279 posts • joined 25 Jun 2009
I must admit that, being now retired, I am not likely to use the components of Office very much. But the three-year cycle was sort-of OK for the $80 or $90 it cost.
But that price EACH YEAR. Sorry, Redmond. You're not worth *that* much more than iOffice which is now free.
Are these real numbers or has Samsung played the benchmark-genie again, as it has done before?
Did anyone check yet?
The article doesn't say whether or not the problem was caused by a hash-collision. Or if it was improper sharing.
So both Dropbox and El Reg have made a hash of this one.
>But the minister is not sure that ICANN is ready for the job
How the heck would HE know ??
And this is what his Attorney General is up to ...
Attorney General's new war on encrypted web services
Basically, you have to give up your SSL keys to the "authorities"
>Under the department's plan, "law enforcement, anti-corruption and national
>security agencies … [would be able] to apply to an independent issuing authority
>for a warrant authorising the agency to issue 'intelligibility assistance notices' to
>service providers and other persons".
Re: But do all Macs run OSX?
No - sucks for you.
There are reasons why Windows does it the way that it does. They have to do with windows (small "w") and not with usability. It is the way that it is.
will not end well
ITU has no cred here. This will not end well.
lawyer get-rich fund
I see that the players get 25%
PLUS their costs and expenses. Sweet for them. For us, closer to "sour".
" ... almost magical " ??? NOT
"It was almost magical the way the PC came about with an operating system from us and hardware from IBM.
What does he mean - "almost magical" ? It WAS magical because, although IBM developed the hardware, Microsoft did not develop the OS. Bill just paid money and bought it.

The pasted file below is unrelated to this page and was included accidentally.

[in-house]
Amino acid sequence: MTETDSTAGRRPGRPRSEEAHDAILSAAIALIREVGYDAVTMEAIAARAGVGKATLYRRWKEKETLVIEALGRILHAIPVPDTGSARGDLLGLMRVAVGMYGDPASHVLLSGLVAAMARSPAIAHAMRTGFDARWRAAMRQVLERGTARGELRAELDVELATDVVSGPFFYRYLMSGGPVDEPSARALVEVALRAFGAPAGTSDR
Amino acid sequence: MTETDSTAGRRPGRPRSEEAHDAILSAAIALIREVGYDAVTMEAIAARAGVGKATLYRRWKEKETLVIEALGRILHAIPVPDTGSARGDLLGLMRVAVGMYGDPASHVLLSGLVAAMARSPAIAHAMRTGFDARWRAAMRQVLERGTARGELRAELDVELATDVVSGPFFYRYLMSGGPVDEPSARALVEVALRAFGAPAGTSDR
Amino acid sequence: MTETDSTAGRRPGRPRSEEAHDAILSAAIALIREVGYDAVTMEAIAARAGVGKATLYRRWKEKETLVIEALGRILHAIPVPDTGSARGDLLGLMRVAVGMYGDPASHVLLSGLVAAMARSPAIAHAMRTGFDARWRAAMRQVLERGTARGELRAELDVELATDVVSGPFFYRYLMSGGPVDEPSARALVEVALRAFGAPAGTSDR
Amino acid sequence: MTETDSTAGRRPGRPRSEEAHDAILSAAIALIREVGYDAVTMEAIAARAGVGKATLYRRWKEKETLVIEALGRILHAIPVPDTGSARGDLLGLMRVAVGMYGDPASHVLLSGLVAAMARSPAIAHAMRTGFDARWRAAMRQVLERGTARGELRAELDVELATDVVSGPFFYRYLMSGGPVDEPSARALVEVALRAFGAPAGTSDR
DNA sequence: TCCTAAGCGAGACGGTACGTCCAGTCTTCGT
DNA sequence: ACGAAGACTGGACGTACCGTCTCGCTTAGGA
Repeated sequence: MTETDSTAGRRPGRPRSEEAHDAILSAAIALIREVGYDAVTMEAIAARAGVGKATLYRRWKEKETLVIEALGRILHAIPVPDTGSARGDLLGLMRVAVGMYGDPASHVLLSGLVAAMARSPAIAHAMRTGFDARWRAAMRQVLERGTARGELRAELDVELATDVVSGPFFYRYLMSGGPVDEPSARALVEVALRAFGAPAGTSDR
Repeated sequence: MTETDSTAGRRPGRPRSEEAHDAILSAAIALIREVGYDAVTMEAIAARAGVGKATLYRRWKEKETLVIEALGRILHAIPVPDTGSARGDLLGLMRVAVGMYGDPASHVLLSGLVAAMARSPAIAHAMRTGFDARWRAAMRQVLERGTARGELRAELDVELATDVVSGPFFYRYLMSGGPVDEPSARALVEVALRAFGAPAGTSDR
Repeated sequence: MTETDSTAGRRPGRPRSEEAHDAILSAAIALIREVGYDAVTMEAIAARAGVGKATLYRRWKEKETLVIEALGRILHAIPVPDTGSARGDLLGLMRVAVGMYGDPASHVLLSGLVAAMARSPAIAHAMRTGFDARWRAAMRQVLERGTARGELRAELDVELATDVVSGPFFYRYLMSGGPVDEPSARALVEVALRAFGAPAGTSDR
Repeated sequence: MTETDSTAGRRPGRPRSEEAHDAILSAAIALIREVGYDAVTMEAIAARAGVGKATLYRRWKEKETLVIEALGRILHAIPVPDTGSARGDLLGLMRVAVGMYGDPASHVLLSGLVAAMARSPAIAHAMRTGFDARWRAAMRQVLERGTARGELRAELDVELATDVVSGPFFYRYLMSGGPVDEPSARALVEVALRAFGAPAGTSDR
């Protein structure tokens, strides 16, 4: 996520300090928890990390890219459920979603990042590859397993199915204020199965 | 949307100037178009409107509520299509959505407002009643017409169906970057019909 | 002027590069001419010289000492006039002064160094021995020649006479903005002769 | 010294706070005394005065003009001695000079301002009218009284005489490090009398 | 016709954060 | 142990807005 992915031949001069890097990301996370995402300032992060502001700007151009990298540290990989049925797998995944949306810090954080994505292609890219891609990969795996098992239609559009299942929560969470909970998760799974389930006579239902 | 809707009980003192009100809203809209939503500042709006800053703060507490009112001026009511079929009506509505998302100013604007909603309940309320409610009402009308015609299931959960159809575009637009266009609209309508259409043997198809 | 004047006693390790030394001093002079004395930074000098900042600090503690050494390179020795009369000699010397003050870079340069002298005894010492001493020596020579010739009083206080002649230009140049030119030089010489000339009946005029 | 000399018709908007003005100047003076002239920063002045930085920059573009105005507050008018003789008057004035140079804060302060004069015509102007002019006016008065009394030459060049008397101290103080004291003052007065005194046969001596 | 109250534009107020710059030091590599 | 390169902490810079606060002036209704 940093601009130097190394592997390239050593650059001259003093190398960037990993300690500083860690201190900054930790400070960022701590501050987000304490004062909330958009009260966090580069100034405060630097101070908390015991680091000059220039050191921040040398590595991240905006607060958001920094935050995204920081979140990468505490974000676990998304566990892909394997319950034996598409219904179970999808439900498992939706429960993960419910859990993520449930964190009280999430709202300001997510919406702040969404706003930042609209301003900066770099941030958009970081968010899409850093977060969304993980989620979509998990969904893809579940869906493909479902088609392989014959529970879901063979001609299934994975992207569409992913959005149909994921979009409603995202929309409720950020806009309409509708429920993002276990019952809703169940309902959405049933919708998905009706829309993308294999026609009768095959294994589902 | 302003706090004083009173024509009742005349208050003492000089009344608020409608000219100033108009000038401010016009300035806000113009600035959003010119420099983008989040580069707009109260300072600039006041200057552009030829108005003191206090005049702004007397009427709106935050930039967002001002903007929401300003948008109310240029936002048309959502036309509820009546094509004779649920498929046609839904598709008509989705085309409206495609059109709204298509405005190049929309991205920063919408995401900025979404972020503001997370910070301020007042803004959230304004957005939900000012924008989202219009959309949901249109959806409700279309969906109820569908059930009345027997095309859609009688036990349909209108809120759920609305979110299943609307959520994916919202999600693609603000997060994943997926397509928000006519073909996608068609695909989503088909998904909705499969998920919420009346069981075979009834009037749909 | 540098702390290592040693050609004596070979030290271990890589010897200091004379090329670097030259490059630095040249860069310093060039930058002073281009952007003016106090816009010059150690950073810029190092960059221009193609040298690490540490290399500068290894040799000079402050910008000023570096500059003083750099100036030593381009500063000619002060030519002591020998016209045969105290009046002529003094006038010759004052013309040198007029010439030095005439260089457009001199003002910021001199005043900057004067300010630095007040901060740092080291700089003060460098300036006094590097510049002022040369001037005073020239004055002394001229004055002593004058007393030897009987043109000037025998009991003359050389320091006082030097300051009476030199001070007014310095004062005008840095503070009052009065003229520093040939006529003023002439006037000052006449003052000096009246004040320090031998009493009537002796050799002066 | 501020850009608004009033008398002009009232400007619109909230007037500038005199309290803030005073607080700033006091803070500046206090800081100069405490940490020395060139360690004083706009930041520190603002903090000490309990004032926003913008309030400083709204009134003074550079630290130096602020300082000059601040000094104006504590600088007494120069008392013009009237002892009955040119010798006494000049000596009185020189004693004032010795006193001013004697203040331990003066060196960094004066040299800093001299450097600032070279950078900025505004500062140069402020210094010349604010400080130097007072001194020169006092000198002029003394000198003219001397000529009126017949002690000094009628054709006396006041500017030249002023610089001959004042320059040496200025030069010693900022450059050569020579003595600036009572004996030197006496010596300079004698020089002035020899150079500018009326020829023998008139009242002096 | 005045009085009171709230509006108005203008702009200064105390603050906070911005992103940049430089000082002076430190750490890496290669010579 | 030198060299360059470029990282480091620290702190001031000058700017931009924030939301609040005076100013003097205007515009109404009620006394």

Almost magical -- NOT
"... one more thing"
I can imagine the following scenario developing:-
1. MS releases its last XP update next month and soon thereafter the pile of exploits that malware miscreants have been hoarding starts to roll into new hacks.
2. After two months, MS releases a "one more thing" patch that squashes lots of them.
Re: sounds like.. still waiting for BMW to release a cradle
I don't know what BMW is up to with this. It's not as though it didn't have to license the details for the iPhone 4 cradle, is it ?
But the "BMW Apps" software and "iPod Integration" stuff is very poor. My iPod and the car audio fight at least once a week. It takes all sorts of voodoo to get it going again. And BMW refuses to acknowledge that there is any issue.
I'm not sure he's a "former CEO".
He may have had the title but he didn't do the job.
And the Board is just as bad for having left him there so long.
And since he's still on the Board - how can one hope for improvement ?
Re: Stopped in heavy traffic is still driving
Of course, being stopped in a traffic jam makes it impossible to pull off.
Damned if you do, damned if you don't.
Re: Not in the UK.....
A similar case came up in Australia a few years ago. Except that he person was sleeping it off in the BACK seat (alone, in case any one wonders).
The law was subsequently changed so that this is no longer an offense. But it still is if you're in the front seat.
"After the US Army cancellation, HAV negotiated successfully to buy the vessel."
Typical deal for a cancellation by the Government is that you can buy it for 10%.
No - not 10% discount. You pay only 10%. Sweeeeet.
There was quite a bit of interest around that time of Y2K but that quickly died out.
The situation has not improved since then - quite the opposite. This will be an expensive "upgrade".
Phil said it would be a long winter